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As often occurs in the days following Selection Sunday, the debate has begun over which teams should and shouldn't have gotten into the NCAA tournament.
For the first time ever, a great deal of the discussion has centered around the Harvard men’s basketball team, whose RPI of 35 was the highest of any squad not to be offered a spot in 2011's Madness.
Many analysts have argued that the Crimson deserved a spot in the 68-team field over squads such as UAB—which did not beat a single team in this year's tournament—and, to a lesser extent, VCU, which finished in third place in the Colonial Athletic Association with an RPI 14 spots lower than Harvard’s. Other bubble teams to make the tournament over the Crimson included Clemson (RPI 57) and USC (67).
In an ESPN poll taken during Selection Sunday, half the country felt the Crimson deserved an invite to March Madness. Here’s a look at what others have said regarding the Crimson and the Dance:
ESPN’s Jay Bilas tweeted that “St. Mary's and Harvard should have been in before UAB and VCU. This is not about major or mid-major. This is about best teams, in order.” He added on ESPN’s Bracketology that “You know who really got jobbed? Harvard...Harvard has as good a case, if not better, than UAB and VCU.”
ESPN’s Dick Vitale stated on the same program that “If you’re going to honor NCAA, the true, genuine definition of a student athlete, does it get more so than up there at Harvard? Think about it. They beat Colorado. They beat Boston College at Boston College. They beat Boston U, that’s in the tournament. I think that you could make a great case for Tommy Amaker and Harvard.”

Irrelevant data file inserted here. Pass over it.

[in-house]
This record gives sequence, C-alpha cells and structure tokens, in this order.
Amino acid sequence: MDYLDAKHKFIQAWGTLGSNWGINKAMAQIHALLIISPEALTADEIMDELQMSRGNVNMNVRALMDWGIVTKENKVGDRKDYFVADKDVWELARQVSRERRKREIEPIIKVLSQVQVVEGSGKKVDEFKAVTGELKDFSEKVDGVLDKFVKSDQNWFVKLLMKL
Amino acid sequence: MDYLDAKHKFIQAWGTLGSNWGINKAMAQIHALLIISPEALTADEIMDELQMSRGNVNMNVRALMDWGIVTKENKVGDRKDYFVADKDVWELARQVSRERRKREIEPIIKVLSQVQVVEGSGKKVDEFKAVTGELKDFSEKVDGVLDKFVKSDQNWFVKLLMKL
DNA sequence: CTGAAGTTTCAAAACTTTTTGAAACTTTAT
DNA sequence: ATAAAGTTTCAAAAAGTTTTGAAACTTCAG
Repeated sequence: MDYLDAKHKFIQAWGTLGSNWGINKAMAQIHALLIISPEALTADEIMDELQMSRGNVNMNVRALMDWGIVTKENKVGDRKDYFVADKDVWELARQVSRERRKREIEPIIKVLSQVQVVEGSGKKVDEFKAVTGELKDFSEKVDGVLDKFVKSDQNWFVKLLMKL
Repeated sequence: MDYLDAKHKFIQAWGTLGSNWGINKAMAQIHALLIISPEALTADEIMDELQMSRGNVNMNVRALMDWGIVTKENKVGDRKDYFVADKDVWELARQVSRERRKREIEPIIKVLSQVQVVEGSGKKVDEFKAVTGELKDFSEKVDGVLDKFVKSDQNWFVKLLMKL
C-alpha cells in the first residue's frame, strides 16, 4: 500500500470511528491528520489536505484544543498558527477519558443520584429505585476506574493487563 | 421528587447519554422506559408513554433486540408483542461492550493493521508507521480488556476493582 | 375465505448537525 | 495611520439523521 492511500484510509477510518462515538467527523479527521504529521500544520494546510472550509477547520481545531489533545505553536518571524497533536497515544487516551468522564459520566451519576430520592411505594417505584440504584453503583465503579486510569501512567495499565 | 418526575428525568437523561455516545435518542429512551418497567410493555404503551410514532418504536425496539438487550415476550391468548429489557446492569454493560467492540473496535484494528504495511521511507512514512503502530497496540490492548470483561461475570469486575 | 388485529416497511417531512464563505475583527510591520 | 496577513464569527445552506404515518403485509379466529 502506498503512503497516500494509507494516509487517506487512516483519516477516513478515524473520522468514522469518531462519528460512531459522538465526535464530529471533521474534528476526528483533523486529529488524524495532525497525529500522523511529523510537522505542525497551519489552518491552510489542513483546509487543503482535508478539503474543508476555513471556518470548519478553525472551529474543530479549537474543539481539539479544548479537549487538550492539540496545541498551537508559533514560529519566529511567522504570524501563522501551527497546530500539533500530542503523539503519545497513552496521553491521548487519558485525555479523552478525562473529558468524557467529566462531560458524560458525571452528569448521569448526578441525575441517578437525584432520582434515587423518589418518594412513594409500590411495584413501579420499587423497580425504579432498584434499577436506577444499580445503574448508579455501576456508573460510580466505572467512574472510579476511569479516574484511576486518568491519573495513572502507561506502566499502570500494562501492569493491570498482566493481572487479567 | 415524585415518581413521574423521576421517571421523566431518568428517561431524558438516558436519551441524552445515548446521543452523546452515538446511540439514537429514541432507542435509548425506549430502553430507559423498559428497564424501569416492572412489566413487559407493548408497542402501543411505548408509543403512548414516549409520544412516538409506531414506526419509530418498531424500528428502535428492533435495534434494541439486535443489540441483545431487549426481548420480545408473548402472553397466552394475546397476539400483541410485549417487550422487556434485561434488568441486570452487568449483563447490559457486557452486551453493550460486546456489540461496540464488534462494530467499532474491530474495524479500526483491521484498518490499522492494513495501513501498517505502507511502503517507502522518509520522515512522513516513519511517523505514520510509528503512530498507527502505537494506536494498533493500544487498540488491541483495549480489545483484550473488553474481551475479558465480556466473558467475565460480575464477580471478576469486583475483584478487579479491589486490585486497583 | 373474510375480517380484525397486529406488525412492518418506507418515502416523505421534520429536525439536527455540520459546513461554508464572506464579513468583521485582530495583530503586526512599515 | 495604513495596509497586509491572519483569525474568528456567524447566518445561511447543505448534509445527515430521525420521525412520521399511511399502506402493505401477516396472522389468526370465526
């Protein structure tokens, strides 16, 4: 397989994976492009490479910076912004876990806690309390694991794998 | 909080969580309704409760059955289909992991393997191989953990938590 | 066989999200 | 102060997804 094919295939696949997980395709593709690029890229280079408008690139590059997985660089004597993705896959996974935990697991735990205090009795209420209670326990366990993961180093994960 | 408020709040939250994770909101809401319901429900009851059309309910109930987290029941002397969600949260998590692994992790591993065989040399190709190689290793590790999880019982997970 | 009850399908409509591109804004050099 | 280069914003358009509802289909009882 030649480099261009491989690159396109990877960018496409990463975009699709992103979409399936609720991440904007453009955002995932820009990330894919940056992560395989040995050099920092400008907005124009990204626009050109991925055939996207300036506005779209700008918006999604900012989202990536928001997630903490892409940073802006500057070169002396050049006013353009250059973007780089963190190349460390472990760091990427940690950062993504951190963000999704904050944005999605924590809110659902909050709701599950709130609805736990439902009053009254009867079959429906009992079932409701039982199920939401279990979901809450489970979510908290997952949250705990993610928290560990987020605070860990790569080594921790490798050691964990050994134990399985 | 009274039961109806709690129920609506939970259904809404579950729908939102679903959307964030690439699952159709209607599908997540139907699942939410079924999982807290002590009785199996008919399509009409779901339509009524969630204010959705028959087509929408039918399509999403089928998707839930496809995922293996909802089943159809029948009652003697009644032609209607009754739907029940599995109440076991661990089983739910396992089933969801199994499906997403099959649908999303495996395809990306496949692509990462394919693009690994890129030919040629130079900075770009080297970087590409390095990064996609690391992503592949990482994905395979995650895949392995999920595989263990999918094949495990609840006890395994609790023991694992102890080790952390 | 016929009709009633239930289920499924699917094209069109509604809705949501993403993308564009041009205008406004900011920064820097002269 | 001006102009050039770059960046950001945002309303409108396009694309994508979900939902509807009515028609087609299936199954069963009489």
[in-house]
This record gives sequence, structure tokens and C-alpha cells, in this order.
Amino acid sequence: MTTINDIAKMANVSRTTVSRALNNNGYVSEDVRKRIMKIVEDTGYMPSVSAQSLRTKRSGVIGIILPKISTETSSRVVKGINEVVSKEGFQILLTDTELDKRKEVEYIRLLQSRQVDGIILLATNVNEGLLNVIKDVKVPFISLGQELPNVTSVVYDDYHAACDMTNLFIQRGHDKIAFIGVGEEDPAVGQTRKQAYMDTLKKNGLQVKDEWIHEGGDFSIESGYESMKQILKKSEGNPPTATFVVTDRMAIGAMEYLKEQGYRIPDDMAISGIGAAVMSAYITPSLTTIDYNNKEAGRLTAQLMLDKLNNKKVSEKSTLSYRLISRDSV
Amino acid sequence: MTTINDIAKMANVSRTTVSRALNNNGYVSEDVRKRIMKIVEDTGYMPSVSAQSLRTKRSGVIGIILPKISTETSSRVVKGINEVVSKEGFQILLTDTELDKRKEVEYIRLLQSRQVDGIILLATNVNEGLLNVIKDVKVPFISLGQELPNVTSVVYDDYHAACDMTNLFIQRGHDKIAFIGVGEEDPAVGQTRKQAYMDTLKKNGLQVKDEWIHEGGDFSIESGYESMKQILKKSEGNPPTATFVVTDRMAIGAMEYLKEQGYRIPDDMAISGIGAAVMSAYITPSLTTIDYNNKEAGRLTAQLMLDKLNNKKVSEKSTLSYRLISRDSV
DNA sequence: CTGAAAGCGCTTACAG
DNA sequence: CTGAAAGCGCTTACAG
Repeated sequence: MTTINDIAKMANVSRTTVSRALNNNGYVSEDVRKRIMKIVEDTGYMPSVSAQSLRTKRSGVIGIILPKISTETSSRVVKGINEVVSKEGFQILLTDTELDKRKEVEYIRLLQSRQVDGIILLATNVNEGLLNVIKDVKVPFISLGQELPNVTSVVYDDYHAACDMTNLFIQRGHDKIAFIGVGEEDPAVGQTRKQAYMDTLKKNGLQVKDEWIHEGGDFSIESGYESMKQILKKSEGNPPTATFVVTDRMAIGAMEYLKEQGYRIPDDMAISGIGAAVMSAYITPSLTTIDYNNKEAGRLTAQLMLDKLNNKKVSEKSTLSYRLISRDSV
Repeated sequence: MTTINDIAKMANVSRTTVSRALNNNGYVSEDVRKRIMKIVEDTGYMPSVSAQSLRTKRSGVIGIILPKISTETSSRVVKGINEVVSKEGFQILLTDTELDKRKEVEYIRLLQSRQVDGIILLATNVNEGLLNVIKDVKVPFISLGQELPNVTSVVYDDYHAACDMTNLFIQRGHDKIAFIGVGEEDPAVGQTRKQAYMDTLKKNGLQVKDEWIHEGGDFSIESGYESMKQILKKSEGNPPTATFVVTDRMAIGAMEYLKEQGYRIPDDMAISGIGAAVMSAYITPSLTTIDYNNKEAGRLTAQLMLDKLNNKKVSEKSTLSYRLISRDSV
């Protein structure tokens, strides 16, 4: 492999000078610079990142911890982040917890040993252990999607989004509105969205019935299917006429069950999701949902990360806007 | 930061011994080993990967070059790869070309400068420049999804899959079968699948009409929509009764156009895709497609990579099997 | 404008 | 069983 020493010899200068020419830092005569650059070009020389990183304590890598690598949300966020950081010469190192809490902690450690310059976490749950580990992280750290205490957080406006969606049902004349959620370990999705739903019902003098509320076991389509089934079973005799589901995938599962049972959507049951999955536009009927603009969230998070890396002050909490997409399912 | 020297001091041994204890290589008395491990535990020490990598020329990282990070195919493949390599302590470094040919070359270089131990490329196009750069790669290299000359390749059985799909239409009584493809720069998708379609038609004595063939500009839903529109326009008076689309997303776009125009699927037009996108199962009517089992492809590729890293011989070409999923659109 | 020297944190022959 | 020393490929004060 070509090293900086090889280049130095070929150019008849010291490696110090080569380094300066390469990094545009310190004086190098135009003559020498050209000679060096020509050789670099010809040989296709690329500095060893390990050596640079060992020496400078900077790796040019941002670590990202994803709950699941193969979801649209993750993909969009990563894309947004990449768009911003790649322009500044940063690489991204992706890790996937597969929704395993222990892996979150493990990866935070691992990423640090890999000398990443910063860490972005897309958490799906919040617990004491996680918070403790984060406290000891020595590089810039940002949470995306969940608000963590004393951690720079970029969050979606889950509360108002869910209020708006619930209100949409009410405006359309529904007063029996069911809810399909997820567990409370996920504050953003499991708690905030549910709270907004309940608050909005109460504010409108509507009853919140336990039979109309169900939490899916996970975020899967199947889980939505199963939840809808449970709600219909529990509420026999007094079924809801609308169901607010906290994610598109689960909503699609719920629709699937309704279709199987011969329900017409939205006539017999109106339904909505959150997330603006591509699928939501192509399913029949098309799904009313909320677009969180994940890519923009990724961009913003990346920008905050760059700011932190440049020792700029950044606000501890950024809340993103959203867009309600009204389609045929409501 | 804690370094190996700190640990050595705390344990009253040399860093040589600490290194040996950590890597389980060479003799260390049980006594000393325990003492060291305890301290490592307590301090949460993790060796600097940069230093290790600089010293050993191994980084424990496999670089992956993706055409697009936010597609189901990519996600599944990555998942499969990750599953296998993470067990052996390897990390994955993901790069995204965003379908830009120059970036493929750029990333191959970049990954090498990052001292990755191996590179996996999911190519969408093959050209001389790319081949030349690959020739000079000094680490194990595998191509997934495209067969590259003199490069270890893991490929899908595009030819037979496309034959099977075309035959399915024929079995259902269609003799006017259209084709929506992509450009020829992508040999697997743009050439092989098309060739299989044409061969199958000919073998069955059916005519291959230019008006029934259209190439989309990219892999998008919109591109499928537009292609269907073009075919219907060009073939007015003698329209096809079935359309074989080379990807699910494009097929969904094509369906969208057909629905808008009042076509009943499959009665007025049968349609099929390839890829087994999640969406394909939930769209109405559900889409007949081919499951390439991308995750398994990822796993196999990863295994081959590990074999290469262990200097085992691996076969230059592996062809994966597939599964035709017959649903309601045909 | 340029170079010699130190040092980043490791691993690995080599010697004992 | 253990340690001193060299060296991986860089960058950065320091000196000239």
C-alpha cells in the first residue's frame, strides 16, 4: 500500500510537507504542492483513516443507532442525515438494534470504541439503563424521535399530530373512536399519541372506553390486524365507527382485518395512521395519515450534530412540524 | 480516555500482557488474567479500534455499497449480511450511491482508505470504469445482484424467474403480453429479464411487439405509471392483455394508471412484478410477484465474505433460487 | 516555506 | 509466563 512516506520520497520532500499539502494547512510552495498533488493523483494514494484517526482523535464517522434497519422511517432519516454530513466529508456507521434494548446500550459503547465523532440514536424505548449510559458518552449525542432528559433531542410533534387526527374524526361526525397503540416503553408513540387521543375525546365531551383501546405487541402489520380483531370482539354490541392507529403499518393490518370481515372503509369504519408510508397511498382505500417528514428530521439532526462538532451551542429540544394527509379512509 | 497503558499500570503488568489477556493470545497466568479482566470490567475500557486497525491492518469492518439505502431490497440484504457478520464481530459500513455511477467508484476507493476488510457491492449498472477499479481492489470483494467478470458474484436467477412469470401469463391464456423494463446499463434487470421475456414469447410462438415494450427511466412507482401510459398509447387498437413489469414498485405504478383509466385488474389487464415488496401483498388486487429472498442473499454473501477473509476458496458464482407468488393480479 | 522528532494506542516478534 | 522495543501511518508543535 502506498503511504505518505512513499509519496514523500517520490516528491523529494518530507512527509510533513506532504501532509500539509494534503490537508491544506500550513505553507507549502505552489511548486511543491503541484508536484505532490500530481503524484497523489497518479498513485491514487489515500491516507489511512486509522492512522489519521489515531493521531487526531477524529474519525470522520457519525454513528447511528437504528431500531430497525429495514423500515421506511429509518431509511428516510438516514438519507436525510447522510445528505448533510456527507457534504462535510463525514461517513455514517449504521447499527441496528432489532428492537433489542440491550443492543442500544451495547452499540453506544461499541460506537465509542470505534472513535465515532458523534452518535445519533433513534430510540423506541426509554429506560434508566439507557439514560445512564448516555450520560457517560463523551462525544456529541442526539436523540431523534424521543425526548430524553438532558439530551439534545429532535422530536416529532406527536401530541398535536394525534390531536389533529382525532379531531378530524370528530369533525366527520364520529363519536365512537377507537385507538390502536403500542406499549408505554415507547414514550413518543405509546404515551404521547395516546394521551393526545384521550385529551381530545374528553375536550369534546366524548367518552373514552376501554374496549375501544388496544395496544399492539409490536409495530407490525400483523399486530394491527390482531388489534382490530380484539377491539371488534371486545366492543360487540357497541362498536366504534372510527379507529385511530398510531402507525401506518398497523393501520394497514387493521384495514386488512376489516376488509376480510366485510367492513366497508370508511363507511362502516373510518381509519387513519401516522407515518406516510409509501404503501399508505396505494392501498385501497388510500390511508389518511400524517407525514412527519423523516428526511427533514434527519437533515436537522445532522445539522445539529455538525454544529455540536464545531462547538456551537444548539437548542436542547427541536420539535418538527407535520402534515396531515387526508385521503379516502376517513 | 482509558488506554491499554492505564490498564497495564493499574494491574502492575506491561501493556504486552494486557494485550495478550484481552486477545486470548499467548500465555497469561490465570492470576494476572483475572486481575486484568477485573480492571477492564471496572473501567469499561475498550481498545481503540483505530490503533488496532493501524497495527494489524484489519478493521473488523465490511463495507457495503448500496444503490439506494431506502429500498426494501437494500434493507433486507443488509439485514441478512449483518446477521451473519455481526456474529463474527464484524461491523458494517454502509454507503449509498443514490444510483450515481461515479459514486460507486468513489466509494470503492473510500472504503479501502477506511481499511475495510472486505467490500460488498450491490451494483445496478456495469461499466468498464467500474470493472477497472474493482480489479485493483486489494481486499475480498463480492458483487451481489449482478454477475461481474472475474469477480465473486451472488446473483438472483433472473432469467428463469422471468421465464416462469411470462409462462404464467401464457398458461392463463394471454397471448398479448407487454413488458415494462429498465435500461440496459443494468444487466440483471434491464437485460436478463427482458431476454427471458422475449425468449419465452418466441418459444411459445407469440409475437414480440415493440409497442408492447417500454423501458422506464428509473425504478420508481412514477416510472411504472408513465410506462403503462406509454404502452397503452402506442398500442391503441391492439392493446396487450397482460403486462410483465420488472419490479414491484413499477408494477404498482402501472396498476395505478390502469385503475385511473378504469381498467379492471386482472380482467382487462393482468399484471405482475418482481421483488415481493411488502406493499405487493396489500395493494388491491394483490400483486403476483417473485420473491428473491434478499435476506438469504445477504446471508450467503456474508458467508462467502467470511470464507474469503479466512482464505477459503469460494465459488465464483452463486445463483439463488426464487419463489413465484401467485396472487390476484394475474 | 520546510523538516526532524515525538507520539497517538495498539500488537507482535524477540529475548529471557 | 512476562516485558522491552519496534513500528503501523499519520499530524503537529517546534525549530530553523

On ESPN’s Outside the Lines, analyst and former Alabama head coach Mark Gottfried said, “I think [the Crimson] did [deserve an at-large bid]. If you look at who some of the teams that were selected in late–I think UAB and VCU are the teams everybody is talking about...I look at Harvard, I look at who they beat, I look at their RPI, when you compare teams against one another, Harvard to me rises to the top."
Before the bracket was announced, Bob Ryan of the Boston Globe argued both Princeton and Harvard should be put into the tournament and asked, “So would it somehow disturb the natural order of things in the college basketball world if the tournament committee rewarded an Ivy cochampion with an RPI of 35 that was beaten in a playoff game on a shot with no time left?..If there’s any justice, the letters following the ‘N’ in [Harvard’s] postseason tournament will be ‘C,’ ‘A,’ and ‘A,’ not ‘I’ and ‘T.’”
On ESPN’s Pardon the Interruption Monday, co-host Michael Wilbon said, “Don’t tell me Penn State had to be in...don’t tell me Illinois had to be in...don’t tell me Harvard had to be out at the expense of one of them.”
ESPN’s Eamonn Brennan wrote that “Harvard...could make an argument that its resume is legitimately better than UAB's. At least the Crimson beat somebody.”
Sports Illustrated’s Dan Shaugnessy called Harvard the biggest snub of the tournament, ripping the selection committee by saying, “There was virtually no difference between Princeton and Harvard this season. Just one shot. And Princeton got a 13 seed and Harvard got dissed. Not even worthy of bubble talk...There's always going to be room for John Calipari, who has already had two Final Four appearances vacated, but there's no room for Harvard.”
Shaugnessy’s colleague at Sports Illustrated, Andy Glockner, deemed Harvard one of his biggest snubs.
The Sporting News’ Michael DeCourcy tweeted that “If there's room in [ESPN’s Joe] Lunardi's bracket for USC, I just can't see how Harvard gets left out.”
NewsOK, discussing Oklahoma State’s matchup with the Crimson in the NIT, wrote that “Harvard had the resume of an NCAA Tournament team.”
The newspaper quoted Harvard coach Tommy Amaker as saying his players were “heartbroken and devastated” by the snub.
But despite its strong profile and Big Dance near-miss, the Crimson received only a six-seed in the NIT, and thus must travel to Stillwater, Okla., where it will take on the Cowboys tonight at 7:30 p.m. There, on national television, it will have the opportunity to prove its doubters wrong–NCAA and NIT selection committees alike.
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